Cheerleading Should Be Classified as a Sport, Nation's Doctors Say
At its annual meeting in Chicago on Monday, the American Medical Association adopted a policy recommending that cheerleading be considered a sport at the high school and collegiate levels.
The AMA is encouraging state high school associations and the National Collegiate Athletic Association to begin declaring cheerleading as a sport to ensure that cheerleaders have improved safety measures and better training for coaches.
"These girls are flipping 10, 20 feet in the air," said Dr. Samantha Rosman, a specialist in emergency medicine at Boston Children's Hospital, before the floor vote, per The Associated Press. "We need to stand up for what is right for our patients and demand they get the same protection as their football colleagues."
More than 116,000 high school girls in 32 states participated in competitive spirit squads during the 2012-13 school year, according to the National Federation of State High School Association's most recent participation survey. That figure does not include data from the other 19 state athletic associations, and also does not account for cheerleaders who didn't participate in competitions with their squads.
Back in the fall of 2012, the American Academy of Pediatrics similarly recommended that all 50 states designate cheerleading as a sport to ensure that squads have qualified coaches, access to certified athletic trainers, and injury surveillance. At that time, only 29 state high school athletic associations recognized cheerleading as a sport, and the NCAA did not.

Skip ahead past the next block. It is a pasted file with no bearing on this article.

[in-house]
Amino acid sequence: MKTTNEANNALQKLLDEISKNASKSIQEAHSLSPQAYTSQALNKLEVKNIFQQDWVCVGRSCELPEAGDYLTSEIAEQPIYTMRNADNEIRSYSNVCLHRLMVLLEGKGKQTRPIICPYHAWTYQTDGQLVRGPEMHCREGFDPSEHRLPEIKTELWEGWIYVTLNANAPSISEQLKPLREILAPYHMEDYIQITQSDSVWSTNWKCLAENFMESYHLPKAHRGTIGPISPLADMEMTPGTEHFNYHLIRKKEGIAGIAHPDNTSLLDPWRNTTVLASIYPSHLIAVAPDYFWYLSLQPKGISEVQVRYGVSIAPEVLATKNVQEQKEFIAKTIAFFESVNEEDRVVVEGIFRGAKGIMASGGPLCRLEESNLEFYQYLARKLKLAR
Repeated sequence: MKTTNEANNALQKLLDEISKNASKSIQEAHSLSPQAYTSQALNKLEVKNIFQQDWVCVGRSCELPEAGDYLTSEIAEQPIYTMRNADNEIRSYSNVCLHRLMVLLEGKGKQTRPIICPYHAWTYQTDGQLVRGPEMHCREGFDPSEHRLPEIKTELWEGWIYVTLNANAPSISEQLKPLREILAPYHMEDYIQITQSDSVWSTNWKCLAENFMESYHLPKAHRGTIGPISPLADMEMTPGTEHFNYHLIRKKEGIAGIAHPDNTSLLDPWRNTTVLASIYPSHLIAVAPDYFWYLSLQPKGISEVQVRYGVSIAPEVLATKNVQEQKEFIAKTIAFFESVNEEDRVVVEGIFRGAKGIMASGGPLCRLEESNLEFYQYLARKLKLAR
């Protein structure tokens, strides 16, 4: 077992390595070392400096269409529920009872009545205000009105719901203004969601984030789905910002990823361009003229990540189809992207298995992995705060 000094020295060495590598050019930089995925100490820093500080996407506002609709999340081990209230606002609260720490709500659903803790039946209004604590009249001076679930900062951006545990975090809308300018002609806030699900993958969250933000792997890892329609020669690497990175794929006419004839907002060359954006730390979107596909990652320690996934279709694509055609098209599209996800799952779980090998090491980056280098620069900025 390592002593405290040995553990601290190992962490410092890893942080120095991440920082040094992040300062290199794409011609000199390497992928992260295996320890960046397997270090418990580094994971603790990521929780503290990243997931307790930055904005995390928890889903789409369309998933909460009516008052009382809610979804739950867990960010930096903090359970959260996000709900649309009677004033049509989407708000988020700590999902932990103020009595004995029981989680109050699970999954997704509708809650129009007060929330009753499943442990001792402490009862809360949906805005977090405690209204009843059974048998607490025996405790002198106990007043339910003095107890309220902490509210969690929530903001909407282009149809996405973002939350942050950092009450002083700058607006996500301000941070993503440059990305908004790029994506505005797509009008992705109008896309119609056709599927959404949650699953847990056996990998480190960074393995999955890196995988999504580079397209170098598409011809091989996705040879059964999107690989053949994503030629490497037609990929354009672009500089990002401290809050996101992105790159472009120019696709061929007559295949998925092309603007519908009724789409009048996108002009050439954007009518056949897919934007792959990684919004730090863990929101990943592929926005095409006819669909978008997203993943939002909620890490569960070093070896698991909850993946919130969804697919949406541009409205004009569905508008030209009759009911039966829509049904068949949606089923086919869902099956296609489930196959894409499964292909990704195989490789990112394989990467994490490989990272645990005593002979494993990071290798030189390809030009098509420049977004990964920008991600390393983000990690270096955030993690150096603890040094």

Cheerleading injuries have shot up significantly in recent years, according to data from the U.S. Consumer Product Safety Commission featured in the pediatrics academy's policy statement. In 1980, cheerleading injuries accounted for 4,954 emergency-room visits; by 2007, that number rose to 26,786.
"Cheerleading has become extremely competitive in the past few years, incorporating more complex skills than ever before," said Dr. Cynthia LaBella, co-author of the pediatrics academy's guidelines, in a statement. "Relatively speaking, the injury rate is low compared to other sports, but despite the overall lower rate, the number of catastrophic injuries continues to climb. That is an area of concern and needs attention for improving safety."
In the spring of 2012, the National Federation of State High School Associations banned high school cheerleaders from performing a double twist to a cradle, also known as a "double down," in an effort to reduce the risk of concussions in cheerleading.
"The number [of concussions] that were coming from double downs was overwhelming and appeared to be increasing," said Jim Lord, executive director of the American Association of Cheerleading Coaches and Administrators, to The Philadelphia Inquirer at the time the ban was announced. "The decision was a very hard one to make, because cheerleaders will see this as taking something away from them."
Cheerleading isn't just fun and pom poms anymore. It involves highly advanced maneuvers that require a great deal of strength, concentration, and athletic ability. And if we're going by the dictionary definition of sport—"an activity involving physical exertion and skill in which an individual or team competes against another or others for entertainment"—it appears the American Medical Association has solid ground on which to stand in terms of its new cheerleading policy.
UPDATE, 6/11 (9:00 A.M.): It appears as though the American Medical Association's message came through loud and clear in New Jersey. On the same day the association adopted its new policy regarding cheerleading, a New Jersey Assembly member introduced a bill that would require the state interscholastic athletic association to recognize cheerleading as a sport.
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